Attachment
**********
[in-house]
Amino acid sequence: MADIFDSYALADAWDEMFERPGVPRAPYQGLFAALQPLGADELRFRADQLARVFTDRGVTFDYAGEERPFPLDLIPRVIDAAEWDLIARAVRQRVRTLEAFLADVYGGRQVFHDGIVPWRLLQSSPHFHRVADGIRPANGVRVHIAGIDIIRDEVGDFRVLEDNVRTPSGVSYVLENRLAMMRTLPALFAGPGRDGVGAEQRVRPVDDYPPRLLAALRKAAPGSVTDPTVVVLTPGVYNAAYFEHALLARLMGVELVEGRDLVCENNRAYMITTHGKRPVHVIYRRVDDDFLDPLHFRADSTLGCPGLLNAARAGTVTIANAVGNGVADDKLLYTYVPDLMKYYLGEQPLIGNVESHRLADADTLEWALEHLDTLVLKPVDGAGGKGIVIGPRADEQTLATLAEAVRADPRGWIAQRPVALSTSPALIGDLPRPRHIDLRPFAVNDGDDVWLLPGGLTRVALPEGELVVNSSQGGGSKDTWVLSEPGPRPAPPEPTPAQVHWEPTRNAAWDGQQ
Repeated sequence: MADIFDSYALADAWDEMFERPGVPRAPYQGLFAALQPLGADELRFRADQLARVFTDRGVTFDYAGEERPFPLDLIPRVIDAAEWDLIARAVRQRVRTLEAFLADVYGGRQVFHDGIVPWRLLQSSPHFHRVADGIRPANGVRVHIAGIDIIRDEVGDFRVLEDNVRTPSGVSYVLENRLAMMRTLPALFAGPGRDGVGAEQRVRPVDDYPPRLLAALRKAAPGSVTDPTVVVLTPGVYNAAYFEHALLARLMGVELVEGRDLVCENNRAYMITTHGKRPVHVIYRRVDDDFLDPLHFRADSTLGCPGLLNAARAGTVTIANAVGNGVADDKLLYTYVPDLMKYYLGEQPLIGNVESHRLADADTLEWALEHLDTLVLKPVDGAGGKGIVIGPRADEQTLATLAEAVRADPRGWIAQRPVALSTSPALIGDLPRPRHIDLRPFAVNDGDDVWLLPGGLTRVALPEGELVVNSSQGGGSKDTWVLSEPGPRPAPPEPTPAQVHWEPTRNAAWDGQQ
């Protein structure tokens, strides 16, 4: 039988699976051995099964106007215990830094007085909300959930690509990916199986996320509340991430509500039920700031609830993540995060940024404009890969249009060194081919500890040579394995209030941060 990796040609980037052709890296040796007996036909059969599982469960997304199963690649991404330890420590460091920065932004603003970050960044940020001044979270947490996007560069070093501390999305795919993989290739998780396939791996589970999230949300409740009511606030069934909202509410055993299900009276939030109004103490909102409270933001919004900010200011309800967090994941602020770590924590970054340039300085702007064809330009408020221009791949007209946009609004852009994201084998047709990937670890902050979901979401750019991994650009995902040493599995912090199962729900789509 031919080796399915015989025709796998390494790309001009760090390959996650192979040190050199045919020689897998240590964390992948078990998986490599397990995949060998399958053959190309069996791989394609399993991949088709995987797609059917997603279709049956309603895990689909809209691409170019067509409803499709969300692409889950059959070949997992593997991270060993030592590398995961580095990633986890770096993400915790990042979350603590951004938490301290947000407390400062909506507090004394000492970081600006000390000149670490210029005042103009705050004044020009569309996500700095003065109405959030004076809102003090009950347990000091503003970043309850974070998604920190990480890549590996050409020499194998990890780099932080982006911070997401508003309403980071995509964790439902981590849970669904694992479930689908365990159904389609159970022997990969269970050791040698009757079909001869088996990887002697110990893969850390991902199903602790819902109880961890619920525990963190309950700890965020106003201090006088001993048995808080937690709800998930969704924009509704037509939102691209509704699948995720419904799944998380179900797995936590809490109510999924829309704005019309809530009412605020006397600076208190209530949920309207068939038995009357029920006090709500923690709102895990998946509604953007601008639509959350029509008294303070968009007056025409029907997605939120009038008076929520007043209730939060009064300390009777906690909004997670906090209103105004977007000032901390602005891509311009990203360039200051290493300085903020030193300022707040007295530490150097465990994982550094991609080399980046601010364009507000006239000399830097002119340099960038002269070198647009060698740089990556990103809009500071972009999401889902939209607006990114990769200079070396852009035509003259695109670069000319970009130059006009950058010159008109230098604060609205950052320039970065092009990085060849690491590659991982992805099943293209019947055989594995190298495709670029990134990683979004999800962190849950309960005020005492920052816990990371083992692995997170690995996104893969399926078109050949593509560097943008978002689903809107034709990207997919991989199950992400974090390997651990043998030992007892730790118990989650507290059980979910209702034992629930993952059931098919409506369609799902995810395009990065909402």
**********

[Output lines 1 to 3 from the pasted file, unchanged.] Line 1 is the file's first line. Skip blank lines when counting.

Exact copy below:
[in-house]
Amino acid sequence: MADIFDSYALADAWDEMFERPGVPRAPYQGLFAALQPLGADELRFRADQLARVFTDRGVTFDYAGEERPFPLDLIPRVIDAAEWDLIARAVRQRVRTLEAFLADVYGGRQVFHDGIVPWRLLQSSPHFHRVADGIRPANGVRVHIAGIDIIRDEVGDFRVLEDNVRTPSGVSYVLENRLAMMRTLPALFAGPGRDGVGAEQRVRPVDDYPPRLLAALRKAAPGSVTDPTVVVLTPGVYNAAYFEHALLARLMGVELVEGRDLVCENNRAYMITTHGKRPVHVIYRRVDDDFLDPLHFRADSTLGCPGLLNAARAGTVTIANAVGNGVADDKLLYTYVPDLMKYYLGEQPLIGNVESHRLADADTLEWALEHLDTLVLKPVDGAGGKGIVIGPRADEQTLATLAEAVRADPRGWIAQRPVALSTSPALIGDLPRPRHIDLRPFAVNDGDDVWLLPGGLTRVALPEGELVVNSSQGGGSKDTWVLSEPGPRPAPPEPTPAQVHWEPTRNAAWDGQQ
Repeated sequence: MADIFDSYALADAWDEMFERPGVPRAPYQGLFAALQPLGADELRFRADQLARVFTDRGVTFDYAGEERPFPLDLIPRVIDAAEWDLIARAVRQRVRTLEAFLADVYGGRQVFHDGIVPWRLLQSSPHFHRVADGIRPANGVRVHIAGIDIIRDEVGDFRVLEDNVRTPSGVSYVLENRLAMMRTLPALFAGPGRDGVGAEQRVRPVDDYPPRLLAALRKAAPGSVTDPTVVVLTPGVYNAAYFEHALLARLMGVELVEGRDLVCENNRAYMITTHGKRPVHVIYRRVDDDFLDPLHFRADSTLGCPGLLNAARAGTVTIANAVGNGVADDKLLYTYVPDLMKYYLGEQPLIGNVESHRLADADTLEWALEHLDTLVLKPVDGAGGKGIVIGPRADEQTLATLAEAVRADPRGWIAQRPVALSTSPALIGDLPRPRHIDLRPFAVNDGDDVWLLPGGLTRVALPEGELVVNSSQGGGSKDTWVLSEPGPRPAPPEPTPAQVHWEPTRNAAWDGQQ